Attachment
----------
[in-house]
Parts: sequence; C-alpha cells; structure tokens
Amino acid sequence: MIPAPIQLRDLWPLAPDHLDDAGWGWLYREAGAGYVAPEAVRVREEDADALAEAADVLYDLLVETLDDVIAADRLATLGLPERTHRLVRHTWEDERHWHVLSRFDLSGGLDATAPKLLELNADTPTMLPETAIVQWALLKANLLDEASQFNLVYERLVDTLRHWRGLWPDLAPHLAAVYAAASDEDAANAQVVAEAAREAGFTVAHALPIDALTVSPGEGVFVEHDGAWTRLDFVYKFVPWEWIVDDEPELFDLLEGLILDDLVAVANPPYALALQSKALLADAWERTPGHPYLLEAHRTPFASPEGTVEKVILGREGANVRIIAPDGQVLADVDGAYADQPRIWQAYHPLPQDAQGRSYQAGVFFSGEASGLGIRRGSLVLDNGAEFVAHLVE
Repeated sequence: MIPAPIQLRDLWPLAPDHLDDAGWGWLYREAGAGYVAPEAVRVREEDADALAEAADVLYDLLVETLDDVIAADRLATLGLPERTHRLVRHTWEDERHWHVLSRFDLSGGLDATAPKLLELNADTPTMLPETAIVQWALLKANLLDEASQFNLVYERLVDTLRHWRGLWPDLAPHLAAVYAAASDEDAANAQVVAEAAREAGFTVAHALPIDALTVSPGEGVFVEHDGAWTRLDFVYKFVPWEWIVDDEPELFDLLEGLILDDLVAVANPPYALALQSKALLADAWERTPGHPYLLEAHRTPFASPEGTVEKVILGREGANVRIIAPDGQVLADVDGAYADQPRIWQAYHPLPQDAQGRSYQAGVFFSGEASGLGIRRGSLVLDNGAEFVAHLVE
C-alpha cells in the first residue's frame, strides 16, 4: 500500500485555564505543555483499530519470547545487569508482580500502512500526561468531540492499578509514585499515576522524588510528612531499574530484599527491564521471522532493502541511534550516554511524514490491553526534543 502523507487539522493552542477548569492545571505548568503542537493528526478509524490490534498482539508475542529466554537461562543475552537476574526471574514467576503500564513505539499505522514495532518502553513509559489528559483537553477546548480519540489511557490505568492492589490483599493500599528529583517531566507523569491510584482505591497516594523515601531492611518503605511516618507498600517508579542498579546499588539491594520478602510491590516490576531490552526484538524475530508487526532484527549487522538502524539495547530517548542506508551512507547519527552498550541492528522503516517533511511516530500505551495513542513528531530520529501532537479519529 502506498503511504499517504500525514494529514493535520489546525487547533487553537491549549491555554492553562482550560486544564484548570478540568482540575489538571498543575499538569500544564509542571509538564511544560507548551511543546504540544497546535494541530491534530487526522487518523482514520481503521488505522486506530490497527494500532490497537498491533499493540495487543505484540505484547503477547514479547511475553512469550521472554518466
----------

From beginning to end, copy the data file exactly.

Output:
[in-house]
Parts: sequence; C-alpha cells; structure tokens
Amino acid sequence: MIPAPIQLRDLWPLAPDHLDDAGWGWLYREAGAGYVAPEAVRVREEDADALAEAADVLYDLLVETLDDVIAADRLATLGLPERTHRLVRHTWEDERHWHVLSRFDLSGGLDATAPKLLELNADTPTMLPETAIVQWALLKANLLDEASQFNLVYERLVDTLRHWRGLWPDLAPHLAAVYAAASDEDAANAQVVAEAAREAGFTVAHALPIDALTVSPGEGVFVEHDGAWTRLDFVYKFVPWEWIVDDEPELFDLLEGLILDDLVAVANPPYALALQSKALLADAWERTPGHPYLLEAHRTPFASPEGTVEKVILGREGANVRIIAPDGQVLADVDGAYADQPRIWQAYHPLPQDAQGRSYQAGVFFSGEASGLGIRRGSLVLDNGAEFVAHLVE
Repeated sequence: MIPAPIQLRDLWPLAPDHLDDAGWGWLYREAGAGYVAPEAVRVREEDADALAEAADVLYDLLVETLDDVIAADRLATLGLPERTHRLVRHTWEDERHWHVLSRFDLSGGLDATAPKLLELNADTPTMLPETAIVQWALLKANLLDEASQFNLVYERLVDTLRHWRGLWPDLAPHLAAVYAAASDEDAANAQVVAEAAREAGFTVAHALPIDALTVSPGEGVFVEHDGAWTRLDFVYKFVPWEWIVDDEPELFDLLEGLILDDLVAVANPPYALALQSKALLADAWERTPGHPYLLEAHRTPFASPEGTVEKVILGREGANVRIIAPDGQVLADVDGAYADQPRIWQAYHPLPQDAQGRSYQAGVFFSGEASGLGIRRGSLVLDNGAEFVAHLVE
C-alpha cells in the first residue's frame, strides 16, 4: 500500500485555564505543555483499530519470547545487569508482580500502512500526561468531540492499578509514585499515576522524588510528612531499574530484599527491564521471522532493502541511534550516554511524514490491553526534543 502523507487539522493552542477548569492545571505548568503542537493528526478509524490490534498482539508475542529466554537461562543475552537476574526471574514467576503500564513505539499505522514495532518502553513509559489528559483537553477546548480519540489511557490505568492492589490483599493500599528529583517531566507523569491510584482505591497516594523515601531492611518503605511516618507498600517508579542498579546499588539491594520478602510491590516490576531490552526484538524475530508487526532484527549487522538502524539495547530517548542506508551512507547519527552498550541492528522503516517533511511516530500505551495513542513528531530520529501532537479519529 502506498503511504499517504500525514494529514493535520489546525487547533487553537491549549491555554492553562482550560486544564484548570478540568482540575489538571498543575499538569500544564509542571509538564511544560507548551511543546504540544497546535494541530491534530487526522487518523482514520481503521488505522486506530490497527494500532490497537498491533499493540495487543505484540505484547503477547514479547511475553512469550521472554518466